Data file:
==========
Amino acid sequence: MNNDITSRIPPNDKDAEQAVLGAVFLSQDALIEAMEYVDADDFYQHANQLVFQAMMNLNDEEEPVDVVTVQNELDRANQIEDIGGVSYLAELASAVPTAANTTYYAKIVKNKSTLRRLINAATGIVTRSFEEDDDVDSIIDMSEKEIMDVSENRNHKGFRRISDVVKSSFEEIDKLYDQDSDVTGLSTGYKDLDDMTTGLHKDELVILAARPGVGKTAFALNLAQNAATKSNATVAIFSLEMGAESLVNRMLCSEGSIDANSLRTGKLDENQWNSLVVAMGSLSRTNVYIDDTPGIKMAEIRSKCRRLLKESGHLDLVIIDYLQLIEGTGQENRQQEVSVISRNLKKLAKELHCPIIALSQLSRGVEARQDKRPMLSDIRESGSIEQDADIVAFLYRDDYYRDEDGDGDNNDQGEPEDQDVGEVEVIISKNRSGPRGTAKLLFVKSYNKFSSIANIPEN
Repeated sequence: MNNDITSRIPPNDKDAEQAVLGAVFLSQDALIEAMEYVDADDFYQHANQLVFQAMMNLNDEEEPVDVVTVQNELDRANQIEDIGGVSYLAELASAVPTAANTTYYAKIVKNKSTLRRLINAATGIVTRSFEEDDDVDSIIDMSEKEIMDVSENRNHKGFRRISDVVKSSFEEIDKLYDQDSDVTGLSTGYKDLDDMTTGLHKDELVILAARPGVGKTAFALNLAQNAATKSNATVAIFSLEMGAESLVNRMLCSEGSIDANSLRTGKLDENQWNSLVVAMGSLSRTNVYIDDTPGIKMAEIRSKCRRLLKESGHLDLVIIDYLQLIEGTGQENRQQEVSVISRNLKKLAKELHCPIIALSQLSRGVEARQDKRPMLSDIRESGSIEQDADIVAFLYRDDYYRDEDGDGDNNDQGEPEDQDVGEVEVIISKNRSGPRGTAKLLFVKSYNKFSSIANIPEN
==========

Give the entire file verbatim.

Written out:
Amino acid sequence: MNNDITSRIPPNDKDAEQAVLGAVFLSQDALIEAMEYVDADDFYQHANQLVFQAMMNLNDEEEPVDVVTVQNELDRANQIEDIGGVSYLAELASAVPTAANTTYYAKIVKNKSTLRRLINAATGIVTRSFEEDDDVDSIIDMSEKEIMDVSENRNHKGFRRISDVVKSSFEEIDKLYDQDSDVTGLSTGYKDLDDMTTGLHKDELVILAARPGVGKTAFALNLAQNAATKSNATVAIFSLEMGAESLVNRMLCSEGSIDANSLRTGKLDENQWNSLVVAMGSLSRTNVYIDDTPGIKMAEIRSKCRRLLKESGHLDLVIIDYLQLIEGTGQENRQQEVSVISRNLKKLAKELHCPIIALSQLSRGVEARQDKRPMLSDIRESGSIEQDADIVAFLYRDDYYRDEDGDGDNNDQGEPEDQDVGEVEVIISKNRSGPRGTAKLLFVKSYNKFSSIANIPEN
Repeated sequence: MNNDITSRIPPNDKDAEQAVLGAVFLSQDALIEAMEYVDADDFYQHANQLVFQAMMNLNDEEEPVDVVTVQNELDRANQIEDIGGVSYLAELASAVPTAANTTYYAKIVKNKSTLRRLINAATGIVTRSFEEDDDVDSIIDMSEKEIMDVSENRNHKGFRRISDVVKSSFEEIDKLYDQDSDVTGLSTGYKDLDDMTTGLHKDELVILAARPGVGKTAFALNLAQNAATKSNATVAIFSLEMGAESLVNRMLCSEGSIDANSLRTGKLDENQWNSLVVAMGSLSRTNVYIDDTPGIKMAEIRSKCRRLLKESGHLDLVIIDYLQLIEGTGQENRQQEVSVISRNLKKLAKELHCPIIALSQLSRGVEARQDKRPMLSDIRESGSIEQDADIVAFLYRDDYYRDEDGDGDNNDQGEPEDQDVGEVEVIISKNRSGPRGTAKLLFVKSYNKFSSIANIPEN